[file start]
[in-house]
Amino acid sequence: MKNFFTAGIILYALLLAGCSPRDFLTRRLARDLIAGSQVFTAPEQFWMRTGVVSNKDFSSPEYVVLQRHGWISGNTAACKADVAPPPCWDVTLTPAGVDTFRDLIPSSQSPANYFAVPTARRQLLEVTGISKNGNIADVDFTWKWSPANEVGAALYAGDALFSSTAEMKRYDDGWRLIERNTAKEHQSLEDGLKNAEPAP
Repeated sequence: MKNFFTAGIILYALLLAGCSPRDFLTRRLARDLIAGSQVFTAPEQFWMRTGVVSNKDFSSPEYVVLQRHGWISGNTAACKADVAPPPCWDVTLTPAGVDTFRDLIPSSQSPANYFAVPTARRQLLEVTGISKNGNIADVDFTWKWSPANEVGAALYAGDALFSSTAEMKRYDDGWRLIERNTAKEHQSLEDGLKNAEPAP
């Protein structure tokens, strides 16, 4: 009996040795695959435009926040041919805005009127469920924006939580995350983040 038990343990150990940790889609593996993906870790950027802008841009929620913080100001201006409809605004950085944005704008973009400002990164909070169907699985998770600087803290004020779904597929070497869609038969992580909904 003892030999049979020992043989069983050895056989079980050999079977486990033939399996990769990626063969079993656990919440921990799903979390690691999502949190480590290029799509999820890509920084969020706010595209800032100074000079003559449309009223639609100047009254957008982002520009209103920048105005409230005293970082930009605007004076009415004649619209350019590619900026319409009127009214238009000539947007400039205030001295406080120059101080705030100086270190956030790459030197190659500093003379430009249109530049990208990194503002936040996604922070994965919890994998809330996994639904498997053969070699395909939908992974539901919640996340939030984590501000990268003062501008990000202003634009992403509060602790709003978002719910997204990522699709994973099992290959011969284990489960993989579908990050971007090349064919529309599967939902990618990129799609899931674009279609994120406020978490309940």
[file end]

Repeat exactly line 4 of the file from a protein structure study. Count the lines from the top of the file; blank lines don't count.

């Protein structure tokens, strides 16, 4: 009996040795695959435009926040041919805005009127469920924006939580995350983040 038990343990150990940790889609593996993906870790950027802008841009929620913080100001201006409809605004950085944005704008973009400002990164909070169907699985998770600087803290004020779904597929070497869609038969992580909904 003892030999049979020992043989069983050895056989079980050999079977486990033939399996990769990626063969079993656990919440921990799903979390690691999502949190480590290029799509999820890509920084969020706010595209800032100074000079003559449309009223639609100047009254957008982002520009209103920048105005409230005293970082930009605007004076009415004649619209350019590619900026319409009127009214238009000539947007400039205030001295406080120059101080705030100086270190956030790459030197190659500093003379430009249109530049990208990194503002936040996604922070994965919890994998809330996994639904498997053969070699395909939908992974539901919640996340939030984590501000990268003062501008990000202003634009992403509060602790709003978002719910997204990522699709994973099992290959011969284990489960993989579908990050971007090349064919529309599967939902990618990129799609899931674009279609994120406020978490309940």